Big Data does not mean we have ALL the data
Does Big Data imply "You have collected all there is - all the data there is about a phenomenon". I strongly disagree with this quote from Viktor Mayer-Schonberger and Kenneth Cukier book on Big Data - here is my letter to the editor.
By Gregory Piatetsky, Oct 7, 2013. comments
Here is my letter to Edd Dumbill, Editor-in-Chief of Big Data journal.
(Note: I am also on the editorial board of this journal).
I enjoyed your interview (online.liebertpub.com/doi/full/10.1089/big.2013.0016 ) with Viktor Mayer-Schonberger and Kenneth Cukier, the authors of the recently published book Big Data: A Revolution That Will Transform How We Live, Work, and Think.
While I am also optimistic on prospects of Big Data, I was struck by this part of Kenneth Cukier answer:
You have collected all there is-all the data there is about a phenomenon.
part of this paragraph (emphasis mine)
The point is not that the data is necessarily big, even though there are now some gargantuan data sets that did not exist in the past. Instead, it is big in a relative sense, not in an absolute sense-it is often big in relation to the phenomenon that we are trying to record and understand. So, if we are only looking at 64,000 data points, but that represents the totality or the universe of observations, where before we might have used a sampling technique, now we do not have to sample; we can use all the observations. That is what qualifies as big data.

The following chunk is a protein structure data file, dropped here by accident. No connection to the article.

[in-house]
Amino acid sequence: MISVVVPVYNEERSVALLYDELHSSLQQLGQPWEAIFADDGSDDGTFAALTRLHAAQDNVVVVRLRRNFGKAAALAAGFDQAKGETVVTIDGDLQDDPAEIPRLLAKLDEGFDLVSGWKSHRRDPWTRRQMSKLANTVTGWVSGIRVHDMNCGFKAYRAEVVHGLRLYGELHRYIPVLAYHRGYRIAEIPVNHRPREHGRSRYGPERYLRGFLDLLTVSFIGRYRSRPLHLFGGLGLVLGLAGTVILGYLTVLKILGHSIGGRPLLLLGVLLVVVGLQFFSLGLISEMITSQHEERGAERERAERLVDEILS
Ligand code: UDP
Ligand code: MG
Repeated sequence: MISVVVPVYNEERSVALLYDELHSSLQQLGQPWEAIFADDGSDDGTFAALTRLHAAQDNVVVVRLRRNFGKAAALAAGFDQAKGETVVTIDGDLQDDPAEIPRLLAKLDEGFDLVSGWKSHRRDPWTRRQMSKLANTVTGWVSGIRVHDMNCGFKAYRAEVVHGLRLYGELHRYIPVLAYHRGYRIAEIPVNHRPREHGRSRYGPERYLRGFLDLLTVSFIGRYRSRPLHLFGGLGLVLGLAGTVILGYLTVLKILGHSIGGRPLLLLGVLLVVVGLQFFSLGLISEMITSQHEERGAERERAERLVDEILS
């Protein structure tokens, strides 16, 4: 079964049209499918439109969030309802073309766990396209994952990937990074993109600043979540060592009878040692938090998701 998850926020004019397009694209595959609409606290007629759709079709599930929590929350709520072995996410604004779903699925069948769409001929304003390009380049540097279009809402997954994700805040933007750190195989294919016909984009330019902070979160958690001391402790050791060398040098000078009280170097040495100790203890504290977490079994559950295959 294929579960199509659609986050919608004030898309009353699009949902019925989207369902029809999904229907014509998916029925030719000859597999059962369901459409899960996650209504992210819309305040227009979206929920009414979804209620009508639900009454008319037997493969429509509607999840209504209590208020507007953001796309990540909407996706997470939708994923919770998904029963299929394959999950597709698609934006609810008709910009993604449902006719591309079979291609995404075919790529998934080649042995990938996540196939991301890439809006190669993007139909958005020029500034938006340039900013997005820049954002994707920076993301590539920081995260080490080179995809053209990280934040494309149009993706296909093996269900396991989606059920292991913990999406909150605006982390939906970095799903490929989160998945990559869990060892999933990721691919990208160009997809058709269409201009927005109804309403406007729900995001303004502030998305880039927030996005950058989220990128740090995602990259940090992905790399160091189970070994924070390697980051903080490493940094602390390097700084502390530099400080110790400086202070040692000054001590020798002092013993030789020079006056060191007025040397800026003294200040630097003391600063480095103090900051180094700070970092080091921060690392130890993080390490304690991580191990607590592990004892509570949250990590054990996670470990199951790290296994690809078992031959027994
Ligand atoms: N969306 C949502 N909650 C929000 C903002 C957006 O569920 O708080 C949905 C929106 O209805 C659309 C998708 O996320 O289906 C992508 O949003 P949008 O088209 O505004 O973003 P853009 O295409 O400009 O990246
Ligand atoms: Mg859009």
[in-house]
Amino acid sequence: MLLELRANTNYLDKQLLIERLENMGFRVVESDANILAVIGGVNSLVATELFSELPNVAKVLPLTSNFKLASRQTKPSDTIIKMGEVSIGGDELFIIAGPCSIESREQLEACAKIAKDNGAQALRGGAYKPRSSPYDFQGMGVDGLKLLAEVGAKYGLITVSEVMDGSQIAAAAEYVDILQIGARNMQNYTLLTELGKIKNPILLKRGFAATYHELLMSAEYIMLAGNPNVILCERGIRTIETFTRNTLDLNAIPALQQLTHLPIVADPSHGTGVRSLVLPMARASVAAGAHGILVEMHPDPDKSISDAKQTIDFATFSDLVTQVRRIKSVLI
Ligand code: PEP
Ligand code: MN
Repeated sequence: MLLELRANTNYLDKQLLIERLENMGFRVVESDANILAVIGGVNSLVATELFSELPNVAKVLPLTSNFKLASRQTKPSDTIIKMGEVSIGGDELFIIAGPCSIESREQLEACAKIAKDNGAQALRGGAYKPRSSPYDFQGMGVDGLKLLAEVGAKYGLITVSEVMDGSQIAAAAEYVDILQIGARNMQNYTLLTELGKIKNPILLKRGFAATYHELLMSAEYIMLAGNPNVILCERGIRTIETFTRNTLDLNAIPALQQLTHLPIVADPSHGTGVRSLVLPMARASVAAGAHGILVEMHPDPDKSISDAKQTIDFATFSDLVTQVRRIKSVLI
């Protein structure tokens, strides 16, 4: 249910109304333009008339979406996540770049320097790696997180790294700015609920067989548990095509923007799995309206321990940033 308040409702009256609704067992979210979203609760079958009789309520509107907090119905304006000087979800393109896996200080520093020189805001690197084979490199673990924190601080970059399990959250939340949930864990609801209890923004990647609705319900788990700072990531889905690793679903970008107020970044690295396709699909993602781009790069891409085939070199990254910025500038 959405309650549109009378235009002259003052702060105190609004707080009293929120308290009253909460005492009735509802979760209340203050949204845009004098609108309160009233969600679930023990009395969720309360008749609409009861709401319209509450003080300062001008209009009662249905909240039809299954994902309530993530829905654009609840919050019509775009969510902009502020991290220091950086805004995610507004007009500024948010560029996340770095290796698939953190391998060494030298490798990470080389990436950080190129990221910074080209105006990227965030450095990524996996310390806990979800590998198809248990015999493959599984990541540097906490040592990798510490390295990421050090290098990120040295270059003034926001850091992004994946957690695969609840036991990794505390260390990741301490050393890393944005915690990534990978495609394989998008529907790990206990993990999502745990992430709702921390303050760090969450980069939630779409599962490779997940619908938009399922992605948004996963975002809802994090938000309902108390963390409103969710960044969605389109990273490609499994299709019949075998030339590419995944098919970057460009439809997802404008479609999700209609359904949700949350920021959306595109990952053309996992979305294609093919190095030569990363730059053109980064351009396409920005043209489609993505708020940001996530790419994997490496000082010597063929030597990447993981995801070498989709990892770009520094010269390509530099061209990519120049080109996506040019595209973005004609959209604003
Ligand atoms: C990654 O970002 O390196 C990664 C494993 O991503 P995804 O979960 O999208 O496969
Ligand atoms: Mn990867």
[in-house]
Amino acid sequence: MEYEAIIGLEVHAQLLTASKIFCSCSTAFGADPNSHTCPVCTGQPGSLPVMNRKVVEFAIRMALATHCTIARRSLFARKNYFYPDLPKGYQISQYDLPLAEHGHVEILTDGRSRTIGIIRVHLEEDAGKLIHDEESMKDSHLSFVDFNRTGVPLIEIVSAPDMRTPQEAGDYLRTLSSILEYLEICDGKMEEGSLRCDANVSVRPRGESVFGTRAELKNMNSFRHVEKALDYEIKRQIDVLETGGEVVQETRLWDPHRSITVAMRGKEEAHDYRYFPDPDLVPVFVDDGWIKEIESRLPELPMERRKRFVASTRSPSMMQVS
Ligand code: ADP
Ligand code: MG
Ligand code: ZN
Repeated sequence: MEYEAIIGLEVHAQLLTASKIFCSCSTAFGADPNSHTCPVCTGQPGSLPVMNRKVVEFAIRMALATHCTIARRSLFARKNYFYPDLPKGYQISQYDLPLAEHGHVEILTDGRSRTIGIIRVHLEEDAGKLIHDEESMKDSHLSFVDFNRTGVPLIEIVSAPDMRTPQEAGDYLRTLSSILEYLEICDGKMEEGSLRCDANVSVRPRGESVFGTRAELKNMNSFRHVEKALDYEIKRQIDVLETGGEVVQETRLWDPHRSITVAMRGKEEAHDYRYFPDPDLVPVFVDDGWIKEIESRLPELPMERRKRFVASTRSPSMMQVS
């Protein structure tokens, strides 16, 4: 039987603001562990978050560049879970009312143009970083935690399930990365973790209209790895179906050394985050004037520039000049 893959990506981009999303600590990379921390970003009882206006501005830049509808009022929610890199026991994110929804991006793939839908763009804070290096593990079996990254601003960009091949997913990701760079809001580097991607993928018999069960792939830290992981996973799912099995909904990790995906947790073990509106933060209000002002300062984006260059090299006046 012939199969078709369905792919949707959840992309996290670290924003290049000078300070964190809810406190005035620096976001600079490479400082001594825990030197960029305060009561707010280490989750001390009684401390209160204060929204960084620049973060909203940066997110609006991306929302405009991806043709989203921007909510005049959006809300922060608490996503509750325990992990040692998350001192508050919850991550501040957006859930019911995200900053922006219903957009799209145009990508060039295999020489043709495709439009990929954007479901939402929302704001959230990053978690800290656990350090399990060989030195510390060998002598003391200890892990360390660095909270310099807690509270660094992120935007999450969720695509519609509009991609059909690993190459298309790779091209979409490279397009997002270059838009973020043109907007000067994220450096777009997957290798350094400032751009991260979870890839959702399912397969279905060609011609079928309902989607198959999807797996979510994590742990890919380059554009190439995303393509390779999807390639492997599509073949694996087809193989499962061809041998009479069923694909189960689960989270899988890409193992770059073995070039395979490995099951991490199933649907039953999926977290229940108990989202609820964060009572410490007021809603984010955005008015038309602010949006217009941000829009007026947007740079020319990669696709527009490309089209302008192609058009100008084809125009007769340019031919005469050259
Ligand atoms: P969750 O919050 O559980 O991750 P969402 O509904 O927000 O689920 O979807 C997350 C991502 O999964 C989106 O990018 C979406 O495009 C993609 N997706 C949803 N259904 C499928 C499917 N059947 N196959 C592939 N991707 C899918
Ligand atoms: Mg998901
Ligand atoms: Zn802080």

You do not have to have a hypothesis in advance before you collect your data. You have collected all there is - all the data there is about a phenomenon.
I want to strongly disagree with this idea. It may be possible to collect all the data in an artificial domain such as checkers or chess, but in almost every real domain we never have ALL the data.
Even if we collect all the data about a shopper in the supermarket or online, we usually don't have the data about their behavior outside the supermarket or offline, we don't know their thoughts, their emotions, what mood they are in, etc. Even if knew all about a person, we could not perfectly predict what they will so, since human behavior has a strong random component.
A good example of that is Netflix prize which, despite a million-dollar prize and several years of effort by tens of thousands of data scientists, has succeeded in reducing an error in predicted movie rating from 0.95 stars to 0.86 stars, on a 1-5 stars scale. The best prediction is still about one star off.
Having all sensor data about machine may create an illusion that all relevant information is collected, but each sensor has certain limits, may fail, and some relevant aspects may not be measured.
Thinking that you have ALL the information may bring a sense of false confidence and unrealistically high expectations.
While Big Data increases the amount of collected information about a phenomenon, it rarely enables perfect prediction and modeling of that phenomenon. Like a function which goes to (but never achieves) infinity, Big Data gets closer but never achieves the limit of ALL information.